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The mysterious process of photographing spiritualist transformation

Spiritualism, the American-born religion, attempts to demonstrate through the intercession of a medium that death is not the end, but a transition. I first became aware of Spiritualism as a teenager, after my cousin received a reading from a medium who revealed a secret about my grandfather’s death that proved to be true. Since then, I have been deeply curious about how a total stranger could have learned something my family had kept confidential.

In 2001, I began photographing at the place where my grandfather’s message was received: Lily Dale, New York, the town which is home to the world’s largest Spiritualist community. I quickly immersed myself in Lily Dale’s world, receiving readings, experiencing healings, joining in séances, attending a psychic college and sitting in a medium’s cabinet, always with my camera. I expected to spend one summer figuring out the tricks of the Spiritualist trade. Instead, Spiritualism’s mysterious processes, earnest practitioners, surprising cultural history and bizarre photographic past became a resource and an inspiration for my own work. I began a sixteen-year quest to document contemporary Spiritualism and to find and photograph ‘ectoplasm’ – the elusive substance that is said to be both spiritual and material.

Photographing Spiritualism presents a unique challenge: how do you photograph the invisible? Sitting in the charged atmospheres of the séance rooms I encountered, I wondered how to approach the exchange between a veiled presence and a visible body? Technical mistakes led me to explore the inherent imperfections within the photographic process. Unpredictable elements (blur, abstraction, motion, flare) seemed to insinuate, or refer to, the unseen. I began to use conventions that are considered wrong, messy, or ‘tricky’. I crossed the boundary of what is commonly considered unprofessional in the practice of photography: I invited anomaly. In playing with the process, the invisible was automated. My camera rendered some striking synchronicities. The resulting images consider the conjuring power of photography itself. I include these pictures that use photography’s own mechanisms to question spiritual realities: photographs that contain both mechanical and spiritual explanations and require an interpretation.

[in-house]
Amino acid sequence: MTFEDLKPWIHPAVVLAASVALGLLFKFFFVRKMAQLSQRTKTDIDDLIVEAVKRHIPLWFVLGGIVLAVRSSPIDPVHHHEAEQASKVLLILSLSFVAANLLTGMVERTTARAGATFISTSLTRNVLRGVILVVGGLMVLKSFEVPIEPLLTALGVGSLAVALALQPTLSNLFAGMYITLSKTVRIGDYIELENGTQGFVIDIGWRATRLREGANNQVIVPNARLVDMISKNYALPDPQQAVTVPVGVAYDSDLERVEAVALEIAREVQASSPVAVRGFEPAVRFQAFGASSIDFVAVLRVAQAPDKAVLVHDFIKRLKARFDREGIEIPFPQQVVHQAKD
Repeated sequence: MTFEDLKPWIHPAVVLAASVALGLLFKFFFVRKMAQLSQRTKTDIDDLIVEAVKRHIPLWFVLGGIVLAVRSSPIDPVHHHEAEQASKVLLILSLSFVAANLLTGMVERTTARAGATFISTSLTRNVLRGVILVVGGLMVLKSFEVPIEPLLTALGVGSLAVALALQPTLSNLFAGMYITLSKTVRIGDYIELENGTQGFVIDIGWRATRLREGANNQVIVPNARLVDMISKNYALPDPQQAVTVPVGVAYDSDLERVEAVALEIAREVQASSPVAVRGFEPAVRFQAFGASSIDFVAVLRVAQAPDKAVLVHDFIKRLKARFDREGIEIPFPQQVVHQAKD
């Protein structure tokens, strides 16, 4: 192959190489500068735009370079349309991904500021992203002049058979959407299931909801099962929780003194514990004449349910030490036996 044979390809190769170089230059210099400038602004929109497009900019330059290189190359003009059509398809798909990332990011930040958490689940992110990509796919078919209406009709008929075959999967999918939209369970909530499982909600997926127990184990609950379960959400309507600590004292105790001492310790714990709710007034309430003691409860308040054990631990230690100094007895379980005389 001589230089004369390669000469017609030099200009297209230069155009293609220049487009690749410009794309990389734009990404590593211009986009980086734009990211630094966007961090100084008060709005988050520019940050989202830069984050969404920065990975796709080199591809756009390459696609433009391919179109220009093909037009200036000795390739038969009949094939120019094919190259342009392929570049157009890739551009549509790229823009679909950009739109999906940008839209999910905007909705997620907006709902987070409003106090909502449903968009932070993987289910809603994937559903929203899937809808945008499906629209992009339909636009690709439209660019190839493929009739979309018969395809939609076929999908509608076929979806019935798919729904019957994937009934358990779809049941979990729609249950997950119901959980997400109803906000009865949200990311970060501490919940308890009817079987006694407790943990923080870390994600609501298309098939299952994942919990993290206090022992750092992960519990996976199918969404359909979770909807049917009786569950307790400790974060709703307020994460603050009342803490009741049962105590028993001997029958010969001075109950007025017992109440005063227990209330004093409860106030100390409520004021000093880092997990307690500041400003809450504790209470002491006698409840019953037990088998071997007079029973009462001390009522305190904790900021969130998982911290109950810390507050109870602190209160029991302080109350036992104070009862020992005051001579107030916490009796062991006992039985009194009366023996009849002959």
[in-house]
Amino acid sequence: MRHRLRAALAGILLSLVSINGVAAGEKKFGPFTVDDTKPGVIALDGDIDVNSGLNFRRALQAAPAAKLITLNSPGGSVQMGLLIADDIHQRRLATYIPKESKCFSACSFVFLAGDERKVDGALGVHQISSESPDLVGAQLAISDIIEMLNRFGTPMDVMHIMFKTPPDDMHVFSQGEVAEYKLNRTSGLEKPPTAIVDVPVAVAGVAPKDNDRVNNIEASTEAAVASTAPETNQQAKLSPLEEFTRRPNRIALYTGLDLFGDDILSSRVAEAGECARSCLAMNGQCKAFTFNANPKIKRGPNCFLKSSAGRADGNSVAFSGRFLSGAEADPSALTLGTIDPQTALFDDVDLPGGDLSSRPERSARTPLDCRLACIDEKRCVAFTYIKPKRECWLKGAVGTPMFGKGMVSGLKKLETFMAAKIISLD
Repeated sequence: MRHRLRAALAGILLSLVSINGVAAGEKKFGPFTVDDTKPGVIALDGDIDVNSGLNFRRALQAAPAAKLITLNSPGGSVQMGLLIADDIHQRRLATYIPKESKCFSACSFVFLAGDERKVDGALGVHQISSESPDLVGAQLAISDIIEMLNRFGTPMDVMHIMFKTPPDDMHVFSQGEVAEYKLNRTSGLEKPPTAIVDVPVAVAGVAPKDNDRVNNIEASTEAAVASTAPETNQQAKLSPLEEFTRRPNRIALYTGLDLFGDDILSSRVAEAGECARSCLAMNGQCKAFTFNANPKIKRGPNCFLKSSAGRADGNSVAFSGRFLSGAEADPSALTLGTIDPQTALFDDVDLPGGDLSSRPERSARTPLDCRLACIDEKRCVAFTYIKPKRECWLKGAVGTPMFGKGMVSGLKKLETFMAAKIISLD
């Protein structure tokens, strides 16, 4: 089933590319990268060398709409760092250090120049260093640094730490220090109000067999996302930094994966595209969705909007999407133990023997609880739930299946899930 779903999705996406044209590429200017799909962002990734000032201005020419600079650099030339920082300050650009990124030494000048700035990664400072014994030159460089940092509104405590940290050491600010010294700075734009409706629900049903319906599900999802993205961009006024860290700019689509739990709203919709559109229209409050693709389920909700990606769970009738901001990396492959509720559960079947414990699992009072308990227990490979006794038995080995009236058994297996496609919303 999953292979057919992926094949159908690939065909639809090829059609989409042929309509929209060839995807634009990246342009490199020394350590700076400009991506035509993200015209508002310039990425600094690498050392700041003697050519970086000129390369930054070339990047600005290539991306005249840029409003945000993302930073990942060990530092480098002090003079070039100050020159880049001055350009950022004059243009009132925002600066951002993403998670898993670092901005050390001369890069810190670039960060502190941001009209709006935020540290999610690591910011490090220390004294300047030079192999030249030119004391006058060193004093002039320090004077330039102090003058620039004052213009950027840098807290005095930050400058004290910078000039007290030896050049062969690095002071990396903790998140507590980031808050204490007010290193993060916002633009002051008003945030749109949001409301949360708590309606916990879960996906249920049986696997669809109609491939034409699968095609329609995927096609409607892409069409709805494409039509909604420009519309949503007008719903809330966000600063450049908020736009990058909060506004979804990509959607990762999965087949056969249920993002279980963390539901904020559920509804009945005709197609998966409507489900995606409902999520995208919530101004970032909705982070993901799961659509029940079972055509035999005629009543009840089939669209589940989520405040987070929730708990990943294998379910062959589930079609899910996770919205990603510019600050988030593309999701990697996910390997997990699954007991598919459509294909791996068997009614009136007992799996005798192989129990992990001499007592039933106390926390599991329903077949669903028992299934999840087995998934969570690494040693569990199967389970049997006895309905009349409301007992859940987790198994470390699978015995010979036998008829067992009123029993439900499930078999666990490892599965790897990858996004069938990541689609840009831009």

My book on Spiritualism will merge ethnographic study, journalism and art. I will contextualize Spiritualism’s history and highlight its surprising connections to nineteenth-century social reform, scientific inquiry, artistic practice and popular culture.  Ultimately, this work seeks to amplify the reflexive relationship between Spiritualism and photography and to explore the ideological, material, geographical, historical and metaphysical correspondences between the two. Erik Davis, author of media studies cult classic TechGnosis and expert on the intersection between technology and the religious imagination, will contribute the foreword.

N.B. If you live in the United States, choosing a pledge level "With Postage to the USA" will ensure lower shipping rates. 

Each generation produces a very small number of artists, researchers and seekers who bring great integrity and critical realism to study of the occult and paranormal. Shannon is one of the very few in our time. As a photographer and critically sympathetic researcher, Shannon demonstrates the most rare of traits: ability to think beyond given categories and never, ever to sacrifice intellectual integrity for drama or hasty conclusions. Shannon would be a stellar researcher in any field; but in this one, so fraught with pitfalls and blind alleys, she is a worldwide resource.

Mitch Horowitz, PEN Award-winning author of Occult America 

SHANNON TAGGART is a photographer and independent researcher based in Brooklyn, New York. Her photographs have been exhibited and featured internationally, including within the publications TIME, New York Times Magazine, Discover and Newsweek. Her work has been recognised by Nikon, Magnum Photos and the Inge Morath Foundation, American Photography, the International Photography Awards and the Alexia Foundation for World Peace. From 2014 to 2016, she was Scholar and Artist-in-Residence at the Morbid Anatomy Museum in New York. Shannon lectures internationally on her work.

www.shannontaggart.com

Sample photographs from the book:

Table-Tipping Workshop at Rev. Jane’s House, Erie, Pennsylvania, 2014

First Photo Anomaly—Dorothy Pries with a purple orb that she interprets as her deceased husband Bob’s presence, Lily Dale, New York, 2001

Fifth generation Spiritualist medium Gretchen Clark laughs as her deceased brother interrupts a client reading to tell her a joke, Lily Dale, New York, 2001

Read more...

SÉANCE Book Sample + Recent Press

Friday, 31 March 2017

Hello SÉANCE Supporters,

I'm happy to share a book update today on the anniversary of Spiritualism's very first séance, conducted by the Fox sisters in Hydesville, New York on March 31,1848.

Here's a sneak peek at some sample layouts from the book:

And, some recent interviews have appeared in Hyperallergic, Huffington Post, Feature Shoot and on The Big Séance

Thank you for being patrons…

Boris Balkan
Boris Balkan asked:

Regarding the Gravestone Rubbing edition: You should check on the state and local laws about gravestone rubbing. In many areas gravestone and monument rubbing is illegal. Even where it is legal it is still considered controversial, as it can lead to the deterioration of the marker over time. You may want to consider if this is something you want to promote.

Shannon Taggart
Shannon Taggart replied:

Hi Boris, Many thanks for your comments. I have been given full permission to do these grave stone rubbings. They will be executed with the greatest amount of care. Thanks again, Shannon

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